Scotland clash a test of Kiwis' focus

Nov 2, 2017 - 9:00 PM It was a result that sent shockwaves through New Zealand rugby league - and provoked no shortage of mirth across the Tasman.

The Kiwis' 18-18 draw with lowly Scotland in last year's Four Nations campaign remains - on the field, at least - the lowest point of coach David Kidwell's 14-month tenure, and a major sore spot heading into Saturday's Rugby League World Cup rematch.

Stalwart prop Jared Waerea-Hargreaves was at the ground on that wet November night in Workington, although wasn't named in the matchday squad.

He can still remember his teammates' distress.

"Hence why for us, speaking about that and what we went through last year, you can't underestimate a Scottish side," the 20-Test veteran said.

"They're super passionate."

Yet the Bravehearts are hardly primed for a repeat result.

Devoid of key NRL-based players including Lachlan Coote and Euan Aitken, Scotland were thrashed 50-4 by Tonga last week and appear the weakest Pool B squad.

Waerea-Hargreaves - reinstated to the Kiwis' Cup squad after missing their Anzac Day Test loss - insisted he wouldn't be taking the Scots lightly in Christchurch.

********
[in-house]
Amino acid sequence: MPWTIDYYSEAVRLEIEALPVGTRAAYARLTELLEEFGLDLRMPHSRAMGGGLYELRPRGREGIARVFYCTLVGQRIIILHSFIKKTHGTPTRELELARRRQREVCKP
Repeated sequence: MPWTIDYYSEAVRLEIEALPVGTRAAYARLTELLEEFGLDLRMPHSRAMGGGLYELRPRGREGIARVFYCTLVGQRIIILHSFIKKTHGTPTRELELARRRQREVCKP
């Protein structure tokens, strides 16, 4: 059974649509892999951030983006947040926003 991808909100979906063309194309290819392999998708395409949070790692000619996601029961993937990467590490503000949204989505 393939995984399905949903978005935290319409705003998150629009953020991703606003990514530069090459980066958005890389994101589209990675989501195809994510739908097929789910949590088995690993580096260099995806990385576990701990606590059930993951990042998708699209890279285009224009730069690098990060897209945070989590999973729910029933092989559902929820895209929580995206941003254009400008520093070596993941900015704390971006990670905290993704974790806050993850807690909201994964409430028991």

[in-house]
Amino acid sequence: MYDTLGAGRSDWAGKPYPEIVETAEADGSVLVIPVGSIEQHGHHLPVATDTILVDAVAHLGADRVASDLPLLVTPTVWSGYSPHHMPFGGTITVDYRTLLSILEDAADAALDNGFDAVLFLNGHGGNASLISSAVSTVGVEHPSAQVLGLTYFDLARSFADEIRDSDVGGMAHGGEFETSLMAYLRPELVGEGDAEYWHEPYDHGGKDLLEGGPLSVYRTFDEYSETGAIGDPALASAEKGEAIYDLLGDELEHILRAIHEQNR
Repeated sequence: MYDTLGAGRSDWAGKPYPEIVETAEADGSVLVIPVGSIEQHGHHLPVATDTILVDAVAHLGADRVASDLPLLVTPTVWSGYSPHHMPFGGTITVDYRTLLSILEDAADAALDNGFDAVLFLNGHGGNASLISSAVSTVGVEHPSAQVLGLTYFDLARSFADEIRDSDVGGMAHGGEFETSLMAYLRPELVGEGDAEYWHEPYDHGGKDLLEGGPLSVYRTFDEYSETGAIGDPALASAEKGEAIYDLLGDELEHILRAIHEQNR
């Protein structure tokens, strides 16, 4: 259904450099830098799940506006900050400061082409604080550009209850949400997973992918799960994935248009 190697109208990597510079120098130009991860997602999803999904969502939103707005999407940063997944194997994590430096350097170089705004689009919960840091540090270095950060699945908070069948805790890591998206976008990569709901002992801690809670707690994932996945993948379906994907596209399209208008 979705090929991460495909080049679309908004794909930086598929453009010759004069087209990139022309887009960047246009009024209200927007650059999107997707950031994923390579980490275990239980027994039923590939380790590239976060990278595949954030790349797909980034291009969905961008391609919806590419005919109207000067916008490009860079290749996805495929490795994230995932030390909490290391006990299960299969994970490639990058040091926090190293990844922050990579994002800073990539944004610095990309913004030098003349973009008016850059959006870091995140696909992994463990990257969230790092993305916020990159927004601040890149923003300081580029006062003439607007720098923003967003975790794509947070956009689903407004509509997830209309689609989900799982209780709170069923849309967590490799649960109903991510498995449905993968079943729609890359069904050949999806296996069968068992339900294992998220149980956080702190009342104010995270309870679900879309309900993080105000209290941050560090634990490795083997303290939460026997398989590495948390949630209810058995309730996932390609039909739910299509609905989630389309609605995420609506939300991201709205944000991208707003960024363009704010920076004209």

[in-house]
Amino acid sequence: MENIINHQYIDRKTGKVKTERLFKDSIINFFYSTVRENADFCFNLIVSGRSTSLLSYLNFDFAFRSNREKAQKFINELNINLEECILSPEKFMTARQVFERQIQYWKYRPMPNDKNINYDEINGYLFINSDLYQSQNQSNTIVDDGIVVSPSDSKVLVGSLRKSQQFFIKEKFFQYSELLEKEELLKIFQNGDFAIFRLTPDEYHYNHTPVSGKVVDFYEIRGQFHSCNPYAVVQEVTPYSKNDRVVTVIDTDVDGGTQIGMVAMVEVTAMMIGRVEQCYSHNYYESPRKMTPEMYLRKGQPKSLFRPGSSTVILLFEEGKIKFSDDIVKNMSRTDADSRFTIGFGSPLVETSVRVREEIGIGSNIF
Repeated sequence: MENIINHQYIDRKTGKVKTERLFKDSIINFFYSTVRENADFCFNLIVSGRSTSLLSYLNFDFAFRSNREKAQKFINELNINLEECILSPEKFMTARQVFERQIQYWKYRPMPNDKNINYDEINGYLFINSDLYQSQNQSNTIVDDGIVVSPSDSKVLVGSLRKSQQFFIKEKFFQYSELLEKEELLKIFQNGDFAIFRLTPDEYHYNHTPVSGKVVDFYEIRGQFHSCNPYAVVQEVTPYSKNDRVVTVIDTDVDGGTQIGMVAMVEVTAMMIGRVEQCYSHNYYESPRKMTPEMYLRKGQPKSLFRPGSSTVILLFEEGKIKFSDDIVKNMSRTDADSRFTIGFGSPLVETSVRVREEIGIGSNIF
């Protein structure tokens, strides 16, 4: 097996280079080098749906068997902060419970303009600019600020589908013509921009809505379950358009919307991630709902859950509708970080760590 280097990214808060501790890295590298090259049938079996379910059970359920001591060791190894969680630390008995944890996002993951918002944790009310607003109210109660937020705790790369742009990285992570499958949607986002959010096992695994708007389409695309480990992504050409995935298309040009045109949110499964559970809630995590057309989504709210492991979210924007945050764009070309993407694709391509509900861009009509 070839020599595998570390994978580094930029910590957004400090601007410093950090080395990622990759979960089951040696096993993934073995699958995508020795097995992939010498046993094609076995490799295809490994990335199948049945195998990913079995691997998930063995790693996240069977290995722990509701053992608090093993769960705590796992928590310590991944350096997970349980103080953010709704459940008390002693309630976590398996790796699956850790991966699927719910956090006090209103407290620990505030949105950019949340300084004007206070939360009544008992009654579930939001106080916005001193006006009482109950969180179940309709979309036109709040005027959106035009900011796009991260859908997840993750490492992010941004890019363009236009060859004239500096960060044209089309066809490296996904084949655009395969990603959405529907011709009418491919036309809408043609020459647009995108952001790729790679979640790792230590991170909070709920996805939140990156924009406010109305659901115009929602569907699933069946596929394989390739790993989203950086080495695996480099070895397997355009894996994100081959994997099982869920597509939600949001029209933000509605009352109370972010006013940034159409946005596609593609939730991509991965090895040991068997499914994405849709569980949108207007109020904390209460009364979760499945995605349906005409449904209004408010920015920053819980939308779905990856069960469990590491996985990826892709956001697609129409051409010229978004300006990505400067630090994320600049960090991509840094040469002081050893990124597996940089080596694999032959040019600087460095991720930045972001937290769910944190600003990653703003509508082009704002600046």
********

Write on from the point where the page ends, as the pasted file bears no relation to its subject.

They'd be wounded by their defeat to Mate Ma'a.

"Watched a bit of footage on them this morning and they're eager, going to be keen, and obviously with a performance like that last week they're going to be coming out and starting hard. It's about worrying about us," Waerea-Hargreaves said.

"Honestly, we're taking each game at a time."

On the Kiwis front, Kidwell has sought to rest a host of senior players after they brushed aside a one-dimensional Toa Samoa 38-8 last weekend in Auckland.

Simon Mannering, Thomas Leuluai and Jordan Rapana have earned weeks off, while in-form playmaker Te Maire Martin replaces Kodi Nikorima.

Waerea-Hargreaves will again start in the front row.

The 28-year-old Roosters enforcer admitted his side needed to reduce their handling errors and increase their completion rate against the Scots.

They made 17 errors and completed just 62 per cent of sets against Toa Samoa, and can't make the same errors at the pointy end of the Cup.

"For us, it's focusing on the little things, not our opponents, but also knowing they'll come out and produce a good game," Waerea-Hargreaves said.

"Clarity is important, knowing your role and - most of all - being out there and enjoying your time with the brothers. It definitely felt like that, enjoying our time out there, but at the same time working hard for each other."

Source: AAP

No one has shouted yet.
Be the first!